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Calm as a Camel

Camels are not native to my homeland. Imagine our delight, therefore, to actually see one when my wife and I went on a pilgrimage to the Holy Land in November of last year. (Although to be clear—and to avoid a scolding from our tour guide—what we actually saw was a dromedary, not a camel; the former having two humps instead of the latter which has only one.) Nevertheless, seeing the closest thing to the actual creature for the first time gave us the impression of such a peace-loving animal; we were lucky to have been spared of any spitting or kicking. It is no wonder, therefore, that one such yoga pose is named after this beautiful beast because of its calm disposition.

From the name itself, you may have figured that the Ustrasana (ustra = camel; asana = pose) or Camel Pose involves an arching stance that promotes a variety of health benefits. To give you a better idea of how this pose is done, below are some step-by-step instructions by Kino MacGregor of yogajournal.com:

How to Do It

  • 1.Come to your knees, with your legs hip-width apart. Place your hands on your hips, with your thumbs on your sacrum, the bony plate at the base of your spine. Keep your hips over your knees and internally rotate your thighs, squeezing them toward each other.
  • 2.Inhale to engage your lower belly and reach your tailbone toward your knees, creating space between your lower vertebrae. (DON’T crunch the lower back by squeezing the butt, pushing the knees wider than hip-width apart, or pooching the belly.)
  • 3.On another inhalation, lift your sternum and draw your elbows toward each other, allowing your rib cage to expand.
  • 4.Keep your chest raised, your core engaged, your spine long, and your chin tucked as you drop your hands toward your heels.
  • 5.Press the heels of your hands into the heels of your feet while draping the fingers over the soles. Keep lifting through your sternum.
  • 6.Now lift your shoulders to allow the trapezius muscles between the shoulder blades to rise up and cushion your cervical spine. Gently lower the head and neck and gaze at the tip of your nose. (DON’T pinch the shoulders together, tensing the neck.)
  • 7.To exit the posture, bring your chin back toward your chest and your hands to your hips with your thumbs on your sacrum. Engage your lower belly and use your hands to support your lower back as you come up slowly.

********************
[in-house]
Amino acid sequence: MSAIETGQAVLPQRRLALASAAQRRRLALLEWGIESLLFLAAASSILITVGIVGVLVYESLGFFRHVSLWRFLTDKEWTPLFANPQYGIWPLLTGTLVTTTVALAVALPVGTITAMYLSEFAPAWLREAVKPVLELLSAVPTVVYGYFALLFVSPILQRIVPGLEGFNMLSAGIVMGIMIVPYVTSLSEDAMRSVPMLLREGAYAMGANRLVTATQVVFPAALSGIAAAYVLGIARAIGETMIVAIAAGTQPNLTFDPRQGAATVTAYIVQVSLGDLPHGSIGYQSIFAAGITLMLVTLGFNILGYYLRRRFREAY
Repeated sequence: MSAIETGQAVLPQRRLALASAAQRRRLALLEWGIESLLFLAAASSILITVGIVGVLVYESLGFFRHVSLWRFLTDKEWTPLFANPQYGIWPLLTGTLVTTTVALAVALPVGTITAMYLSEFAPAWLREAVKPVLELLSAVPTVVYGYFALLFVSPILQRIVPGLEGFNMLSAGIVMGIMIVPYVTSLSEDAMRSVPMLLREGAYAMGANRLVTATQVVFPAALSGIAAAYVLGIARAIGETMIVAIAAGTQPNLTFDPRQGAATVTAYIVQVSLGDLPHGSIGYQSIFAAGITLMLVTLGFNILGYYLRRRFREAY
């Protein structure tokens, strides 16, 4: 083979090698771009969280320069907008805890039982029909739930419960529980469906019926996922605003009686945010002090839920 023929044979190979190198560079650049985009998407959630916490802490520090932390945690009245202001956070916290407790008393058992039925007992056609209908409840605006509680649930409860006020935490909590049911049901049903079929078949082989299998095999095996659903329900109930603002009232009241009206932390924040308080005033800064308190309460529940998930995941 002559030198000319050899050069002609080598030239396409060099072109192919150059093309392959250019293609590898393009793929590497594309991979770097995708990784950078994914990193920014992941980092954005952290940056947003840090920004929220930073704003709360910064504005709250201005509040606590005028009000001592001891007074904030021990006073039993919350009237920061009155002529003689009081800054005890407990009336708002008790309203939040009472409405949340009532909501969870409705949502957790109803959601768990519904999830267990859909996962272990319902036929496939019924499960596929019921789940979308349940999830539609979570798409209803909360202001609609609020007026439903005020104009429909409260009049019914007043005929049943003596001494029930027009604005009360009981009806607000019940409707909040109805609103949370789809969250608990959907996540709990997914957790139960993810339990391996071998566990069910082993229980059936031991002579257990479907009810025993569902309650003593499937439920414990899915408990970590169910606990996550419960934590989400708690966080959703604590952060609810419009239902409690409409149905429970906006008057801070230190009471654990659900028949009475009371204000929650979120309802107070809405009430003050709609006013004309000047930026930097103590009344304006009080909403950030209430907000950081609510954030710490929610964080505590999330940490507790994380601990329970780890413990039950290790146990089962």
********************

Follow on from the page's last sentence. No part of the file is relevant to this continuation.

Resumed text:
According to Jacqueline Buchanan of doyouyoga.com, the Camel Pose has three main health benefits: physical, mental, and emotional.

In terms of physical benefits, the Camel Pose “increases flexibility in the spine, stimulates the nervous system, opens the chest and shoulders, improves circulation and digestion, and stimulates the thyroid.” This asana is also said to “decrease fat on the thighs, rejuvenate/increase energy levels, and lower blood pressure.” Much like other yoga poses that stretch the spine, the Ustrasana increases circulation. As a result, the body is detoxified because of improved digestion, and complexion becomes fairer and more beautiful.

Mental benefits include anxiety and stress relief. As the flexibility of the spine increases, tension in the neck, back, and shoulders decrease. In addition, the literal change in perspective when practicing the pose increases creativity and problem solving.

Finally, because the Ustrasana is directly linked your Anahata, or your heart chakra, the energy center of love, sense of caring, and compassion, the Camel Pose allows energy to flow freely to your heart, making you “operate in every action and thought from a place of love. You love others. You love yourself. You give love. You receive love.” Jacqueline Buchanan goes on to say that this asana can become emotionally intense at times as it “opens your chest and exposes a part of the body we actively protect, usually by hunching our shoulders forward and rounding through the upper spine. … If you’re going through a particularly difficult stage of life, or have just lost a loved one, this pose can be extremely painful.”

Ultimately, as with any other yoga pose, learn to ease into it. Don’t expect to reap all its health benefits in one try. Take things one step at a time. Before you know it, and with practice, you will master what it takes to live a more stress-free life by learning from the calm disposition of the camel.





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